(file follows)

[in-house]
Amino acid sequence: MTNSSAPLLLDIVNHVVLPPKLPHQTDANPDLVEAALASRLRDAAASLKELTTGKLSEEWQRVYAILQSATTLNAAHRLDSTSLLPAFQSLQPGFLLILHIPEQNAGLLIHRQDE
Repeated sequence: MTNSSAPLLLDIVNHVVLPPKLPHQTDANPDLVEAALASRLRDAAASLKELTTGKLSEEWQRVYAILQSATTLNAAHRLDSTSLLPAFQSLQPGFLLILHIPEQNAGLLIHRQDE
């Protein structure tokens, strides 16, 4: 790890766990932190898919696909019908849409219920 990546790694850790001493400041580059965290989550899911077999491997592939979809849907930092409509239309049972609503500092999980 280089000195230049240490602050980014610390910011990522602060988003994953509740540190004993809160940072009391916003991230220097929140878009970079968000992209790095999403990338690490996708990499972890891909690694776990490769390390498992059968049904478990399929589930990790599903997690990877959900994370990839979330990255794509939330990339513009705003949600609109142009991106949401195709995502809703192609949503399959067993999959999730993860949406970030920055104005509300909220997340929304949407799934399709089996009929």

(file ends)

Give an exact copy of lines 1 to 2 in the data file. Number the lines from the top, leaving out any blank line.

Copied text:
[in-house]
Amino acid sequence: MTNSSAPLLLDIVNHVVLPPKLPHQTDANPDLVEAALASRLRDAAASLKELTTGKLSEEWQRVYAILQSATTLNAAHRLDSTSLLPAFQSLQPGFLLILHIPEQNAGLLIHRQDE